Having generally described the invention, a more detailed understanding may be had from the following examples.

EXAMPLE I

An adipate-terephthalate copolymer containing 8 percent by weight of adipate as determined from repeating adipate units in the polymer product is prepared as follows. A conventional ester interchange reaction is carried out in an autoclave vessel by charging 2.2 moles of ethylene glycol and one mole of dimethyl terephthalate. Lithium acetate dihydrate is optionally added to suppress the formation of diethylene glycol and 0.015 percent w/w zinc acetate is added to the melt at 140 degrees centigrade to act as an ester interchange catalyst. The batch temperature is slowly raised to 225 C. and all the theoretical methanol evolved from the batch is distilled and collected in a receiver. At this point, 7 w/w% of adipic acid (based on dimethyl terephthalate) is charged to the vessel, the melt stirred for 30 minutes and 0.04 w/w% antimony oxide is added. The melt is then polymerized until an intrinsic viscosity of 0.675 is achieved. The polymer is then melt extruded at a temperature of 270 C. through a spinning jet so as to produce a 15 d.p.f. continuous filament yarn which is subsequently drawn to a 6 d.p.f. end product.

EXAMPLE II

The process of Example I is repeated with the exception that the adipic acid addition step is omitted and the resultant polymer is again melt extruded at a temperature of 280 C. through a spinning jet so as to produce a 15 d.p.f. continuous filament yarn which is subsequently drawn to a 6 d.p.f. end product.

EXAMPLE III

3132 parts of butanediol and 2954 parts DMT are placed in an esterification vessel (mole ratio 1.57:1) and 0.5 parts tetrabutyl titanate added as an esterification catalyst. The temperature is raised to approximately 220 C. and the theoretical weight of methanol distilled off via an attached distillation column. A further 1.2 parts tetrabutyl titanate is added to the melt and the melt transferred to a polymerization autoclave. The temperature is raised to 270 C. and vacuum applied until the melt has attained the desired molecular weight level. At this point, 2.8 parts tridecyl phosphite is added as a thermal stabilizer. The batch is stirred for five minutes under vacuum yielding a polymer with an average molecular weight of about 22,000 and a relative viscosity of 36.

EXAMPLE IV

An ester interchange was carried out by charging 2.2 mole of 1,3 propane diol to one mole of DMT. 0.02 w/w% zinc acetate dihydrate and 0.02 w/w% cobalt acetate tetrahydrate were added to the melt to act as an ester interchange catalyst. Other typical ester interchange catalysts also function. The batch temperature was slowly raised to 245 C. All the theoretical methanol evolved and was collected. At this point, 0.04 w/w% antimony oxide and 0.04 w/w% trimethylphosphonate were charged to the vessel. The batch temperature was heated to 255 C. and vacuum was applied until the polymer reached a desired molecular weight.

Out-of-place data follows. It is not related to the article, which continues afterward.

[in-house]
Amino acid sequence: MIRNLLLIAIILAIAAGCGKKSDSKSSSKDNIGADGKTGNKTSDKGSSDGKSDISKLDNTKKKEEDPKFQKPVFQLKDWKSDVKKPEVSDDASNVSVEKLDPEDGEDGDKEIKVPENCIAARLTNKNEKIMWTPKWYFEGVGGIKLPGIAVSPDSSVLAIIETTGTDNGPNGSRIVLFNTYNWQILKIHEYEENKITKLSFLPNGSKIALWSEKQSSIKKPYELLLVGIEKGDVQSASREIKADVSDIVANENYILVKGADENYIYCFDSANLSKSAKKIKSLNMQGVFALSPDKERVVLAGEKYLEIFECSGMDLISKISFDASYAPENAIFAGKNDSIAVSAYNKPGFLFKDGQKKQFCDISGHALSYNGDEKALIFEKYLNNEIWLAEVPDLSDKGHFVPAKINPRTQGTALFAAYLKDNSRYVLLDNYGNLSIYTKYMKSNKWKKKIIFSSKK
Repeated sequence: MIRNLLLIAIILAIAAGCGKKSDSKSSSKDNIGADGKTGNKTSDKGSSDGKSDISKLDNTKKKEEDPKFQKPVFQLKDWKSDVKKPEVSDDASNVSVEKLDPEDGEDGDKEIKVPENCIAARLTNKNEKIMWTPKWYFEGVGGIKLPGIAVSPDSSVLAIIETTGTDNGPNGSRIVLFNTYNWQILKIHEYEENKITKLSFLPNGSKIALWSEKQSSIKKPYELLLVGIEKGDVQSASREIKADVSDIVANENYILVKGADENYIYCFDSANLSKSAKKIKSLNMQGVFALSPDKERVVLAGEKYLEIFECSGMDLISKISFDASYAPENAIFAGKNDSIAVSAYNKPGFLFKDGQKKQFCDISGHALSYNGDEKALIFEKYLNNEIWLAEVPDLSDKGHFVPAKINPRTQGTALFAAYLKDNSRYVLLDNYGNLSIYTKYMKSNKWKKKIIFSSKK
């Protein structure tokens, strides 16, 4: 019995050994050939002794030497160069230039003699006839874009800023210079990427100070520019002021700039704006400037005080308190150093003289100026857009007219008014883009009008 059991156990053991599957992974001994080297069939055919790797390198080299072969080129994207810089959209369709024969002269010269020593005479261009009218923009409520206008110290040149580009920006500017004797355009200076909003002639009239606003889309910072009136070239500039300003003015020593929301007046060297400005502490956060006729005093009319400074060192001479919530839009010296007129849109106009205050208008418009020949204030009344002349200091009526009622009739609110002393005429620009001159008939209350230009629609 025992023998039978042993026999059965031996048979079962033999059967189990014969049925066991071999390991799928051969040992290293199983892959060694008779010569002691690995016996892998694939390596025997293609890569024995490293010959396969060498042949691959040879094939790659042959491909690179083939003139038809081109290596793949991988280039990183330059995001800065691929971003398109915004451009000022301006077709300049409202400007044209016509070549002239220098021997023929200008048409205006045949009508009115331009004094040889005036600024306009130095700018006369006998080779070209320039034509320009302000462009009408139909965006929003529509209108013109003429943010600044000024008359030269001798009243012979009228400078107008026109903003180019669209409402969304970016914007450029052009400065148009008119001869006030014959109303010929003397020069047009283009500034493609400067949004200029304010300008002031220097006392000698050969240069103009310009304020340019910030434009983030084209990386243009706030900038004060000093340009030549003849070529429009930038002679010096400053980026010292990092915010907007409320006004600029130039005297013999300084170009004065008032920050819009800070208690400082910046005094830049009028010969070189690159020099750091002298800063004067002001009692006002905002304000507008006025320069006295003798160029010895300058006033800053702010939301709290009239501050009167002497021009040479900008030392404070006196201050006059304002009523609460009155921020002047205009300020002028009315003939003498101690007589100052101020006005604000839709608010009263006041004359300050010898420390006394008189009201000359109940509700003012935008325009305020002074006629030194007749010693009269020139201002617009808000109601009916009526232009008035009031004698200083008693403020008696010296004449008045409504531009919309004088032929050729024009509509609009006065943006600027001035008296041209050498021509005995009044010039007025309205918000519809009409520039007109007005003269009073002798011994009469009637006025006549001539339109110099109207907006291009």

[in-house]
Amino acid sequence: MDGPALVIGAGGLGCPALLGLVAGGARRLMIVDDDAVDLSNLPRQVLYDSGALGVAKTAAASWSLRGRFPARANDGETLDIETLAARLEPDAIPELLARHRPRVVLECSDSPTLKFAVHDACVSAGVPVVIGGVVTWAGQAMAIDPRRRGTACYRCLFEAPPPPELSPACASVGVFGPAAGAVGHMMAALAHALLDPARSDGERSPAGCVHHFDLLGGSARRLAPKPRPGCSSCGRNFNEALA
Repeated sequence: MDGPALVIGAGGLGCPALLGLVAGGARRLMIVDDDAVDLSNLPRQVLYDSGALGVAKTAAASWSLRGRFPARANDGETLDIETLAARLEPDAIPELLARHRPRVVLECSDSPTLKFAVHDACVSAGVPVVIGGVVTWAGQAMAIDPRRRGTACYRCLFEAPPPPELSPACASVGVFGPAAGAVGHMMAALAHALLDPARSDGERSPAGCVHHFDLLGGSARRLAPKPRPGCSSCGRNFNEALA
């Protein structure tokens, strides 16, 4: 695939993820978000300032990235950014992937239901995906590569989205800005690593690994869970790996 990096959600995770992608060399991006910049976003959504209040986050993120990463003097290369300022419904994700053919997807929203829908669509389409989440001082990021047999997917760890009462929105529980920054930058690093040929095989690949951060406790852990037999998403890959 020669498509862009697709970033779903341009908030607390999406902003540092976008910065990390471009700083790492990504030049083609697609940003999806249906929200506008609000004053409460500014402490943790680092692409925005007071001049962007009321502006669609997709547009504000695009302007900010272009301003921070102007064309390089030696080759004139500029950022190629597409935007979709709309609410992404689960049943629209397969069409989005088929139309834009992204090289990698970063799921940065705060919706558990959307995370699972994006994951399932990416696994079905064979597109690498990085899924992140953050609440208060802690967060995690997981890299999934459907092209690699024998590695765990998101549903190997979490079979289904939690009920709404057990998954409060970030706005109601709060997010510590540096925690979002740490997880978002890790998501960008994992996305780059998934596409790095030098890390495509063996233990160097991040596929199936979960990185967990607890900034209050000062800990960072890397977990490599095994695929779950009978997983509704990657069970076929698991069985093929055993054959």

EXAMPLE V

95% by weight of the polymer of Example I is blended with 5% by weight of the polymer of Example III. In order to reduce the possibility of ester interchange, the polymer of Example I is passed in hot melt state through an extrusion screw at which point the polymer of Example III which has been previously reduced to chip is introduced. The hot melt blend is then extruded and drawn according to the process set forth in Example II.

EXAMPLE VI

95% by weight of the polymer of Example I is blended with 5% by weight of the polymer of Example IV, the polymer of Example I being passed in a hot melt state through an extrusion screw at which point the polymer of Example IV which has been previously reduced to chip is introduced. The hot melt blend is then extruded and drawn according to the process set forth in Example II.

EXAMPLE VII

582 parts of dimethyl terephthalate, 531 parts of 1,6-hexane-diol (molar ratio 1.5:1), and 0.40 parts of tetraisopropyl titanate (11.7 ppm titanium) are placed in a steel polymerization vessel. The temperature of the batch is raised to 200 C. and the theoretical weight of methanol is removed through an attached distillation column while the batch temperature is increased to 270 C. A vacuum is applied to the vessel and the molten polymer until the desired molecular weight is obtained. At this point 0.5 parts of tridecylphosphite (53 ppm phosphorus) is added. The batch is stirred under vacuum for an additional 5 minutes and the molten polymer is extruded from the vessel under a nitrogen atmosphere.

EXAMPLE VIII

95 parts of the polymer of example I (adipate/PET) is blended with 5 parts of the polymer of Example VII. The hot melt blend is then extruded and drawn according to the process set forth in Example II.

EXAMPLE IX

90 parts of the polymer of Example II (PET) is blended with 10 parts of the polymer of Example IV in the manner described in Example V. The hot melt blend is then extruded and drawn according to the process of Example II.